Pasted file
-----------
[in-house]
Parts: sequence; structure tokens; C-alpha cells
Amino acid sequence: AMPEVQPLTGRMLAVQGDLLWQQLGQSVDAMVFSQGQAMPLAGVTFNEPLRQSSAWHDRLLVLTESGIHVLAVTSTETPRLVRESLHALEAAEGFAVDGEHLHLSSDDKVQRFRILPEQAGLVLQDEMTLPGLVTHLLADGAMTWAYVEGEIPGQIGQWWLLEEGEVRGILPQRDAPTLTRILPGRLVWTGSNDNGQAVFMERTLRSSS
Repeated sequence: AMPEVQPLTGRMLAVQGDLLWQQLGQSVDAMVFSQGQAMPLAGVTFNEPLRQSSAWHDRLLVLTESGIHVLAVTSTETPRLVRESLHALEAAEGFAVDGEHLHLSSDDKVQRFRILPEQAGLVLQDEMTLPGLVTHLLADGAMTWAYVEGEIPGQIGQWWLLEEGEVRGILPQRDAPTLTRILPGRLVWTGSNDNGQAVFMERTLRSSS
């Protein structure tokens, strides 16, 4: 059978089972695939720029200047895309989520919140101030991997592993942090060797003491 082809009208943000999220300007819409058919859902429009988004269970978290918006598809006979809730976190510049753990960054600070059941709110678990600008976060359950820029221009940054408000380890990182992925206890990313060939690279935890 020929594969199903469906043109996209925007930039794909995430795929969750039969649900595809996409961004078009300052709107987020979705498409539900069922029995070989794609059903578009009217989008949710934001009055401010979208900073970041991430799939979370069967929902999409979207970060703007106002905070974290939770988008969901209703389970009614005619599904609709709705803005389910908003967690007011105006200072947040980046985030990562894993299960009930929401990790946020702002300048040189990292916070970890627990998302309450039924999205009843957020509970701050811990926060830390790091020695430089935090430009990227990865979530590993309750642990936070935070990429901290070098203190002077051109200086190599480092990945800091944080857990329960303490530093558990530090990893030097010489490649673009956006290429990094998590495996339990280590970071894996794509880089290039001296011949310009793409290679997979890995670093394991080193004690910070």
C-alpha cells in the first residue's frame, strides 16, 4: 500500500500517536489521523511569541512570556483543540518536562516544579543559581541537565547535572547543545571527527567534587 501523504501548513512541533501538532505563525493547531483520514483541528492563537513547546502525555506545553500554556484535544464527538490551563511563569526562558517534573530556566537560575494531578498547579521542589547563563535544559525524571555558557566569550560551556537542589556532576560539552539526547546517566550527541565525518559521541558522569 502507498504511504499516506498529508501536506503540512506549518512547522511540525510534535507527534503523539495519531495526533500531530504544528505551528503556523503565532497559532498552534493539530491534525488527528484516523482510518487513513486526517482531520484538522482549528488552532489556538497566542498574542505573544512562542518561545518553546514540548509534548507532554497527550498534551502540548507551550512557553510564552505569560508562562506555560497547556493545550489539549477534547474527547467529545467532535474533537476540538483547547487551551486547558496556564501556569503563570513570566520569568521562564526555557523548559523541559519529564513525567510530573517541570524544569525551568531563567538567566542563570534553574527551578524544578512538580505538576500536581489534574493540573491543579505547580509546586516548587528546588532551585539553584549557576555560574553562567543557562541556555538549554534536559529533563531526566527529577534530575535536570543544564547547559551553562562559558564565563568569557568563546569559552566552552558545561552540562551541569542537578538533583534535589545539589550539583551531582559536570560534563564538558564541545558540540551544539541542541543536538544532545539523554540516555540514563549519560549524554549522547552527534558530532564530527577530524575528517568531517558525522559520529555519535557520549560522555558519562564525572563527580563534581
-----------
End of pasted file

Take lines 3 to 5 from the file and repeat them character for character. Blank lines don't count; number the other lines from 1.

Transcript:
Amino acid sequence: AMPEVQPLTGRMLAVQGDLLWQQLGQSVDAMVFSQGQAMPLAGVTFNEPLRQSSAWHDRLLVLTESGIHVLAVTSTETPRLVRESLHALEAAEGFAVDGEHLHLSSDDKVQRFRILPEQAGLVLQDEMTLPGLVTHLLADGAMTWAYVEGEIPGQIGQWWLLEEGEVRGILPQRDAPTLTRILPGRLVWTGSNDNGQAVFMERTLRSSS
Repeated sequence: AMPEVQPLTGRMLAVQGDLLWQQLGQSVDAMVFSQGQAMPLAGVTFNEPLRQSSAWHDRLLVLTESGIHVLAVTSTETPRLVRESLHALEAAEGFAVDGEHLHLSSDDKVQRFRILPEQAGLVLQDEMTLPGLVTHLLADGAMTWAYVEGEIPGQIGQWWLLEEGEVRGILPQRDAPTLTRILPGRLVWTGSNDNGQAVFMERTLRSSS
């Protein structure tokens, strides 16, 4: 059978089972695939720029200047895309989520919140101030991997592993942090060797003491 082809009208943000999220300007819409058919859902429009988004269970978290918006598809006979809730976190510049753990960054600070059941709110678990600008976060359950820029221009940054408000380890990182992925206890990313060939690279935890 020929594969199903469906043109996209925007930039794909995430795929969750039969649900595809996409961004078009300052709107987020979705498409539900069922029995070989794609059903578009009217989008949710934001009055401010979208900073970041991430799939979370069967929902999409979207970060703007106002905070974290939770988008969901209703389970009614005619599904609709709705803005389910908003967690007011105006200072947040980046985030990562894993299960009930929401990790946020702002300048040189990292916070970890627990998302309450039924999205009843957020509970701050811990926060830390790091020695430089935090430009990227990865979530590993309750642990936070935070990429901290070098203190002077051109200086190599480092990945800091944080857990329960303490530093558990530090990893030097010489490649673009956006290429990094998590495996339990280590970071894996794509880089290039001296011949310009793409290679997979890995670093394991080193004690910070």